The necessary condition is not sufficient. In particular, it is impossible for $|\mathbb{Q}(a) : \mathbb{Q}| = |\mathbb{Q}(b) : \mathbb{Q}| = 5$ and $|\mathbb{Q}(a,b) : \mathbb{Q}| = 15$. This is because there is no group $G$ with subgroups $H$ and $K$ with $|G : H| = |G : K| = 5$ and $|G : H \cap K| = 15$. (So the argument works for arbitrary separable extensions.) I'm not happy with the proof I have of this, and I welcome cleaner arguments.

We may assume without loss of generality that $G$ is finite. Consider first the case in which $H$ and $K$ are conjugate in $G$. The action of $G$ on the cosets of $H$ gives a homomorphism from $G$ into $S_{5}$ with kernel contained in $H \cap K$, so we can assume that $G$ is a transitive subgroup of $S_{5}$. The only such groups of order a multiple of $15$ are $A_{5}$ and $S_{5}$ which are both doubly transitive and so the intersection of two point stabilizers has index $20$ in $G$, not $15$.

Now, suppose that $H$ and $K$ are not conjugate and consider the partition of $G$ into double cosets $HxK$ for $x \in G$. The double coset $HK$ has size $|H| |K|/|H \cap K| = \frac{3}{5} |G|$. The size of the double coset $|HxK| = |K| |H : H \cap xKx^{-1}| = |H| |K : K \cap x^{-1} Hx|$. Since $H \ne xKx^{-1}$, then $|HxK| = |K| |H : H \cap xKx^{-1}| \geq 2|K| = \frac{2}{5} |G|$. Thus, there are exactly two double cosets in the partition: $HK$ and $HxK$, with sizes $\frac{3}{5} |G|$ and $\frac{2}{5} |G|$.

It follows that $|K : K \cap x^{-1} Hx| = |H : H \cap xKx^{-1}| = 2$ and so $M_{1} = K \cap x^{-1} Hx$ is normal in both $K$ and $x^{-1} Hx$. Likewise $M_{2} = H \cap xKx^{-1}$ is normal in both $H$ and $xKx^{-1}$. Since $H$ and $K$ are maximal, it follows that $M_{1}$ and $M_{2}$ are both normal in $G$. Thus, $xM_{1}x^{-1} = x(K \cap x^{-1}Hx)x^{-1} = xKx^{-1} \cap H = M_{2}$, but since $M_{1}$ is normal in $G$, $M_{1} = M_{2}$. However, $M_{1} \subseteq H$ and $M_{2} \subseteq K$ and thus, $M_{1} = M_{2} = H \cap K$ actually has index $2$ in $H$ and $K$, which contradicts the assumption that $|G : H \cap K| = 15$.

EDIT: Here's a more general claim taking into account YCor's approach.

**Claim**: Suppose that $m = n$ is prime. Then $d = kn$ where

$\bullet$ $k = n$ or

$\bullet$ $k | n-1$ or

$\bullet$ if $n = \frac{p^{q}-1}{p-1}$ for primes $p$ and $q$, then $k = p^{q-1}$ or

$\bullet$ $n = 11$ and $k = 6$.

**Proof**: Letting $G$ act on the cosets of $H$ we get a homomorphism $\phi : G \to S_{n}$. Let $N = \ker \phi$. Then $NK$ is a subgroup of $G$ containing $K$. If $NK = G$ then $|G : N \cap K| = n^{2}$ but $N \subseteq H$ and this implies that $|G : H \cap K| = n$ or $n^{2}$.

In the case that $NK = K$, then we have that $N \subseteq K$. Replacing $G$ with $G/N$ we have that $G$ is a transitive subgroup of $S_{n}$. A theorem of Burnside from 1911 implies that either $G$ is solvable (and hence contained in the normalizer of a Sylow $p$-subgroup) or $G$ is doubly-transitive. If $G$ is solvable, then $G \cong (\mathbb{Z}/n\mathbb{Z}) \rtimes (\mathbb{Z}/k\mathbb{Z})$ where $k | n-1$ and $H$ and $K$ are conjugate in $G$ (since they are Hall $\pi$-subgroups). The orbits of a point stabilizer in such a group have size $1$ and $k$ and so $|H \cap K| = 1$ which has index $nk$.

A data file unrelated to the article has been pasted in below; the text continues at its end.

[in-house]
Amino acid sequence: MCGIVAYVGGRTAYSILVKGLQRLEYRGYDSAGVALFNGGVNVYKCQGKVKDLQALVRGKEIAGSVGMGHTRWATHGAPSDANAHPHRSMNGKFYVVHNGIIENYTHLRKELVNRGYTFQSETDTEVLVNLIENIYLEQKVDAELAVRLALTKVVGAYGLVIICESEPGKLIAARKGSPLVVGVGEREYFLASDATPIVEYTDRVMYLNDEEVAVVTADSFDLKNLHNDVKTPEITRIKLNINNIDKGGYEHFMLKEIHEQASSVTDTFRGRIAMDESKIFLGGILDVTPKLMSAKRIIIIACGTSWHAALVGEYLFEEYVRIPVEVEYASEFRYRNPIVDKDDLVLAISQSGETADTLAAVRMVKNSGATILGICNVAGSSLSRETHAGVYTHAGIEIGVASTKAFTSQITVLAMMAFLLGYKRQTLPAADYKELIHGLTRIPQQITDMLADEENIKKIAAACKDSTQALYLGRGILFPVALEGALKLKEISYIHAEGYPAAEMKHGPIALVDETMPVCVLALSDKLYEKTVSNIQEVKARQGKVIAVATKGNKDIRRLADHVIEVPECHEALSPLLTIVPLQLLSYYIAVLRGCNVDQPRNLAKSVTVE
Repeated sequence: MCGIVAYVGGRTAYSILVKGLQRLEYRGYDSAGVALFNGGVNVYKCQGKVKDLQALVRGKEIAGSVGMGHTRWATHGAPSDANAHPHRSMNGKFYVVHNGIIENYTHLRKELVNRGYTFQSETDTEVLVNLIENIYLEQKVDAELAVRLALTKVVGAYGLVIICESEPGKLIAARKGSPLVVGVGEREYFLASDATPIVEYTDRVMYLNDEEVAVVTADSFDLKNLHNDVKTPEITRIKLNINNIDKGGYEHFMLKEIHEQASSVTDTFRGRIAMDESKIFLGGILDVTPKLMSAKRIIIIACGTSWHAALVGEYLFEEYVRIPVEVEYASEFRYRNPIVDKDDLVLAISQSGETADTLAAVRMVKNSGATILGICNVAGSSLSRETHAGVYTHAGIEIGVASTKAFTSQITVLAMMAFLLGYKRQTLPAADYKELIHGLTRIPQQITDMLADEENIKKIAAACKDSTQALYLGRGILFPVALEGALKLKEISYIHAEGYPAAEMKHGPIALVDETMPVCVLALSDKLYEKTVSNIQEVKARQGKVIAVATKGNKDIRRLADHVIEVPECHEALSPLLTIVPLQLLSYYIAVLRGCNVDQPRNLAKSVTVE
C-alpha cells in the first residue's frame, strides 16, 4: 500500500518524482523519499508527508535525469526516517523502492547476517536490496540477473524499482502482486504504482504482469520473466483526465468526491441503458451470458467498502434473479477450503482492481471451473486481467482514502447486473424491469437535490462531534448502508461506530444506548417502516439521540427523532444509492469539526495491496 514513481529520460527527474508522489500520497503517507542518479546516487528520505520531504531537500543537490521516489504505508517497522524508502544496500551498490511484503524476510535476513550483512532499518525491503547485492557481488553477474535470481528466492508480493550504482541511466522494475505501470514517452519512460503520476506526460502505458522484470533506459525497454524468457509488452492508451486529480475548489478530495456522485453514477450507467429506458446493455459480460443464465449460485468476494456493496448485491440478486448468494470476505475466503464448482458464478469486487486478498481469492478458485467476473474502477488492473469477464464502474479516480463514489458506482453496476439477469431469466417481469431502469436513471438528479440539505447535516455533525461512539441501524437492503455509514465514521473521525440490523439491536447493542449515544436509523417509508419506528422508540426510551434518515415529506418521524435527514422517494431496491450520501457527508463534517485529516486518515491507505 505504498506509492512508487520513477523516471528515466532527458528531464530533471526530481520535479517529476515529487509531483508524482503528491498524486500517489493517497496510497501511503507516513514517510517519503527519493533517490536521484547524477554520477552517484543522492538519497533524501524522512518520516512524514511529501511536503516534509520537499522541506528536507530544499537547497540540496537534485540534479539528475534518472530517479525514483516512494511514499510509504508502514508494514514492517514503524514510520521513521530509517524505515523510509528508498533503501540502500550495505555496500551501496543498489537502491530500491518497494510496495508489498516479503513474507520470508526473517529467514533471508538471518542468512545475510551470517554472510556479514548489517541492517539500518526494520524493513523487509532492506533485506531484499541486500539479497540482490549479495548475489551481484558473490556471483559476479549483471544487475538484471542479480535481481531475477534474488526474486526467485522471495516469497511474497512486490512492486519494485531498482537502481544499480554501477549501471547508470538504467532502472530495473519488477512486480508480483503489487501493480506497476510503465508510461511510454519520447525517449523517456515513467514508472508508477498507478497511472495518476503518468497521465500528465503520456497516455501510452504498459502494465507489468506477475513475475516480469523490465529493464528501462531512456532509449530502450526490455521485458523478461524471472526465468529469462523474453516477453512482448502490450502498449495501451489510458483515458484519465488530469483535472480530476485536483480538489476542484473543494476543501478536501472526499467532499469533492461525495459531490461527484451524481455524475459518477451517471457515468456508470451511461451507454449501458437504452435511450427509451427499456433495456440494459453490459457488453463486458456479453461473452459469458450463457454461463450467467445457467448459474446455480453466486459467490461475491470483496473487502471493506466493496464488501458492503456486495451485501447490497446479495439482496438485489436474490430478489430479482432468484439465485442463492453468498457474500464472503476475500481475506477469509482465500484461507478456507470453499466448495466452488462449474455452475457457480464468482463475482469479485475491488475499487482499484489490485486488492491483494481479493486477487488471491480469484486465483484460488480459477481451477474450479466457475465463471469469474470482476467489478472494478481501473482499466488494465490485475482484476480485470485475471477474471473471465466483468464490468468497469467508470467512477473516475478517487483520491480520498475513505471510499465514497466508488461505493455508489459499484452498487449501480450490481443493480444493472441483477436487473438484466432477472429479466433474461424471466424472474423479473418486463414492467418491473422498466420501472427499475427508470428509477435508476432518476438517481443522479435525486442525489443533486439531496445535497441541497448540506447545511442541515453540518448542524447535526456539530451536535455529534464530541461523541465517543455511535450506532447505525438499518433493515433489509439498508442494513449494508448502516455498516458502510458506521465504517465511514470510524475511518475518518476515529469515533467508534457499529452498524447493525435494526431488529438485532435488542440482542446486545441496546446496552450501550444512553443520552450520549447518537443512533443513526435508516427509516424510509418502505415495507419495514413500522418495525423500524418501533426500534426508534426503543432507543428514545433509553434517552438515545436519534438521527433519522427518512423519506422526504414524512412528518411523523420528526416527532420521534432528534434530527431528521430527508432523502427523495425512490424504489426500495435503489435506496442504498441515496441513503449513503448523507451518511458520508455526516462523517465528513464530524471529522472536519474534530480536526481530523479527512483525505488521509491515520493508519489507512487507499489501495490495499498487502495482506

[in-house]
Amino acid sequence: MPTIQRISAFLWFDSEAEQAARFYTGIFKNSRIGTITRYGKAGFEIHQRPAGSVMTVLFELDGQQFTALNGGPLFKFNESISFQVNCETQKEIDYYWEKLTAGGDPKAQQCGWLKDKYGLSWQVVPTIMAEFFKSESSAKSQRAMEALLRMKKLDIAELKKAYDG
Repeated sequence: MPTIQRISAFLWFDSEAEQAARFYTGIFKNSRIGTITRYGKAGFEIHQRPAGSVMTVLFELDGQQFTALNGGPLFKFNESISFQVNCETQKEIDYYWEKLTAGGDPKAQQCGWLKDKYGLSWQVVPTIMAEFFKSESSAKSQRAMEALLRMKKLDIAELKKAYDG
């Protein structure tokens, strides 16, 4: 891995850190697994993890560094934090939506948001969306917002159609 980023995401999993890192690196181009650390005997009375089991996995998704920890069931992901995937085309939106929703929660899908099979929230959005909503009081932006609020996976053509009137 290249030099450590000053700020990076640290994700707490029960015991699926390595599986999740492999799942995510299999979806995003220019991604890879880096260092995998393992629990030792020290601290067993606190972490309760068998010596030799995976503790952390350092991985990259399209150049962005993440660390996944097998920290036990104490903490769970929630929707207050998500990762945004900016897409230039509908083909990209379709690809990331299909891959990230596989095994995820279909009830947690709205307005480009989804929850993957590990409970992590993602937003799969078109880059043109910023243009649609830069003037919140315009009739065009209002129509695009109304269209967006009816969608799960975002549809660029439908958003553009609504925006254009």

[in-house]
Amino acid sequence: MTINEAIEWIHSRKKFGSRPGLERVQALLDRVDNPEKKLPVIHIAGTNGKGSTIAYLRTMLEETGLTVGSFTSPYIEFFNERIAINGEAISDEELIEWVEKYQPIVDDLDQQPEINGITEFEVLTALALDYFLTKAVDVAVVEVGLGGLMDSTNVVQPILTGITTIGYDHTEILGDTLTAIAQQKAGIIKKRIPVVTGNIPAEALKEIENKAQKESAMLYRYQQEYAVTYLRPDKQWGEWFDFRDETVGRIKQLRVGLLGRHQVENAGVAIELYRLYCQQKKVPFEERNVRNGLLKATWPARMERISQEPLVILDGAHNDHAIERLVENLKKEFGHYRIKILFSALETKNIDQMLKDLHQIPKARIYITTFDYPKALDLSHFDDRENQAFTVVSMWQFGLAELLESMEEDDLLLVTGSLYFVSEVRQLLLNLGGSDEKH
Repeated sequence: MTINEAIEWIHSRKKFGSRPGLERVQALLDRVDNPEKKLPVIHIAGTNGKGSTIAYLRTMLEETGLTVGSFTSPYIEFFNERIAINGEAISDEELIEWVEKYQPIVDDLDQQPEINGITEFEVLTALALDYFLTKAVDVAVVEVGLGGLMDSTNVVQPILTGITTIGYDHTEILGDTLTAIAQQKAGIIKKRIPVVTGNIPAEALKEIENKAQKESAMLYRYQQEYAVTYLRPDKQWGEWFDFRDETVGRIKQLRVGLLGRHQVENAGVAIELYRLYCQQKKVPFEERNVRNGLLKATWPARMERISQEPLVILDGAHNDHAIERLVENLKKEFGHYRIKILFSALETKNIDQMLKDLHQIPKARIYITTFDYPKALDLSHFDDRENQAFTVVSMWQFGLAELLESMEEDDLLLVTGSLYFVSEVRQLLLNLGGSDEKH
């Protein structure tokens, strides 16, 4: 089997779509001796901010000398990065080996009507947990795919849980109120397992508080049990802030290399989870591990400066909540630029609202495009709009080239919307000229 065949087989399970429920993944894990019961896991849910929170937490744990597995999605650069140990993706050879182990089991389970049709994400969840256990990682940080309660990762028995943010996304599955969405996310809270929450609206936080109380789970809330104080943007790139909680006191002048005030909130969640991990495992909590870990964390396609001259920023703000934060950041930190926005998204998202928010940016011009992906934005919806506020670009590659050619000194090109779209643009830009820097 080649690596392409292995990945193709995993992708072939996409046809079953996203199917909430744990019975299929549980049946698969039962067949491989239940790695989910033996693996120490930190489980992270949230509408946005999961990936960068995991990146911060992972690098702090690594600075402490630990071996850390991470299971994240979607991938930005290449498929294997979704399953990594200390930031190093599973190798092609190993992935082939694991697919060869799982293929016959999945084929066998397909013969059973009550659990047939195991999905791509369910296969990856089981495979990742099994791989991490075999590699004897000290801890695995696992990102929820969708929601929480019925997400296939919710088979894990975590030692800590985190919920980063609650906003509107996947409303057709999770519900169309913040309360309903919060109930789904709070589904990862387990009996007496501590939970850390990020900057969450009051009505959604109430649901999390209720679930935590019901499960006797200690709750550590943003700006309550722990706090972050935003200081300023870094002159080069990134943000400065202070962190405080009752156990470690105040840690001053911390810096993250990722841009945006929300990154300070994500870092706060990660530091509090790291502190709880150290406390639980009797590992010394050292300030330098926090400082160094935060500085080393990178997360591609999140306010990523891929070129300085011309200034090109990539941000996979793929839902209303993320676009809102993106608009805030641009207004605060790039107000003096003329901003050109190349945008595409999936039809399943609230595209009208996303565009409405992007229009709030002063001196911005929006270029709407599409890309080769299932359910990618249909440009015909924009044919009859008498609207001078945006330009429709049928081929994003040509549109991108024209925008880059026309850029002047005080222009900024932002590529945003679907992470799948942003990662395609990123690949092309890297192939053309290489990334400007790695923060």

In the case that $G$ is doubly-transitive, then for any minimal normal subgroup $N$ of $G$, $N$ is transitive and this implies that $C_{G}(N) = 1$. It follows that $G \subseteq {\rm Aut}(N)$. It therefore suffices to find the finite simple groups that are doubly-transitive. This determination follows from the classification of finite simple groups (and is given by Peter Cameron in "Finite Permutation Groups and Finite Simple Groups" published in the Bulletin of the London Mathematical Society in 1981; see the table on page 8).
The only such groups that can have prime degree are $A_{n}$, ${\rm PSL}_{q}(\mathbb{F}_{p})$ of degree $\frac{p^{q}-1}{p-1}$, ${\rm PSL}_{2}(\mathbb{F}_{11})$, $M_{11}$ and $M_{23}$. Moreover, if the subgroups $H$ and $K$ are conjugate the double transitivity implies that $|G : H \cap K| = n(n-1)$. Therefore, examples where this doesn't occur must arise from simple groups with more than one conjugacy class of subgroups of index $n$. This occurs only for ${\rm PSL}_{q}(\mathbb{F}_{p})$ with $q > 2$ and ${\rm PSL}_{2}(\mathbb{F}_{11})$.

In the case of ${\rm PSL}_{q}(\mathbb{F}_{p})$, one class of subgroups comes from the stabilizers of one-dimensional subspaces of $\mathbb{F}_{q}^{d}$ and the other class comes from stabilizers of codimension one subspaces. The stabilizer of a codimension one subspace has two orbits on the one-dimensional subspaces: one of size $\frac{p^{q-1} - 1}{p-1}$, and the other of size $p^{q-1}$. The former is a divisor of $n-1$.

Finally, in the case of ${\rm PSL}_{2}(\mathbb{F}_{11})$ there are two classes of subgroups of index $11$. If $H$ comes from the first class, the orbits of $K$ have sizes $5$ and $6$, and this gives rise to the possibility $m=n=11$ and $k = 6$. QED

notnecessary. $\endgroup$ – HeinrichD Oct 31 '17 at 13:34